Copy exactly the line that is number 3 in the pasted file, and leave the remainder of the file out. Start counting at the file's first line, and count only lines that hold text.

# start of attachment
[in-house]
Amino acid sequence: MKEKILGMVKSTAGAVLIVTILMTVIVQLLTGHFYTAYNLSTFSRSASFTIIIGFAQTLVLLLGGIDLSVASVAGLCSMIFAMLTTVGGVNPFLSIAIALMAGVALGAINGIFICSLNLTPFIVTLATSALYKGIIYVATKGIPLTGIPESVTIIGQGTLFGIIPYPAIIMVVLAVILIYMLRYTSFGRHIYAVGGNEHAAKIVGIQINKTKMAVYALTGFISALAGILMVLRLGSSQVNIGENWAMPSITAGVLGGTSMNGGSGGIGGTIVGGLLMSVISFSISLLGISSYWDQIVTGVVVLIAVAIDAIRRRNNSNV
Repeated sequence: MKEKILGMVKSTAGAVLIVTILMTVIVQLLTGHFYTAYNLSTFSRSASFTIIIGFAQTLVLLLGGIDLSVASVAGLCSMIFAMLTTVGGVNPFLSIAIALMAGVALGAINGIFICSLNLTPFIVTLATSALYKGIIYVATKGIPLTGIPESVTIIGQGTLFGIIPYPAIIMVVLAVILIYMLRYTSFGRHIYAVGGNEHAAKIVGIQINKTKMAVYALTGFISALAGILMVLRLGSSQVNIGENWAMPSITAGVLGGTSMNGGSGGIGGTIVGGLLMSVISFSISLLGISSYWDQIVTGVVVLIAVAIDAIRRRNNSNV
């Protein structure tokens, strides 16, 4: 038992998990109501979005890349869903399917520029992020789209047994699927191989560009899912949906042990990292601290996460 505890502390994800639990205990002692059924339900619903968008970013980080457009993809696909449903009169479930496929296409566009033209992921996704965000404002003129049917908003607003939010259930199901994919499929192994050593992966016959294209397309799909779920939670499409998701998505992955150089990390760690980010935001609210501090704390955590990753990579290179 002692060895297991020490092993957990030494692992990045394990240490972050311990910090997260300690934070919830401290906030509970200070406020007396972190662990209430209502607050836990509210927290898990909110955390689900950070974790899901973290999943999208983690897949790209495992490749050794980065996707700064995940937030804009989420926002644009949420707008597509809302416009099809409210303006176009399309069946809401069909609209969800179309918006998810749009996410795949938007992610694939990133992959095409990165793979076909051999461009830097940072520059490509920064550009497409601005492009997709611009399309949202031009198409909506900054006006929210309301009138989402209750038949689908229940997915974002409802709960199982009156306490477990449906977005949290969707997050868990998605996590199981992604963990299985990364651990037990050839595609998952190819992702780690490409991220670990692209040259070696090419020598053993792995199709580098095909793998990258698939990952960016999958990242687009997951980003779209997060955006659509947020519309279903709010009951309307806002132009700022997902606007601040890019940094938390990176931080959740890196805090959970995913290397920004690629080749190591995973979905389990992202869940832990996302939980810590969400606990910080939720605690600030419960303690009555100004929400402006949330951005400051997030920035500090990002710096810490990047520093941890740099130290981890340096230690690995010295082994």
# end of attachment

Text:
Repeated sequence: MKEKILGMVKSTAGAVLIVTILMTVIVQLLTGHFYTAYNLSTFSRSASFTIIIGFAQTLVLLLGGIDLSVASVAGLCSMIFAMLTTVGGVNPFLSIAIALMAGVALGAINGIFICSLNLTPFIVTLATSALYKGIIYVATKGIPLTGIPESVTIIGQGTLFGIIPYPAIIMVVLAVILIYMLRYTSFGRHIYAVGGNEHAAKIVGIQINKTKMAVYALTGFISALAGILMVLRLGSSQVNIGENWAMPSITAGVLGGTSMNGGSGGIGGTIVGGLLMSVISFSISLLGISSYWDQIVTGVVVLIAVAIDAIRRRNNSNV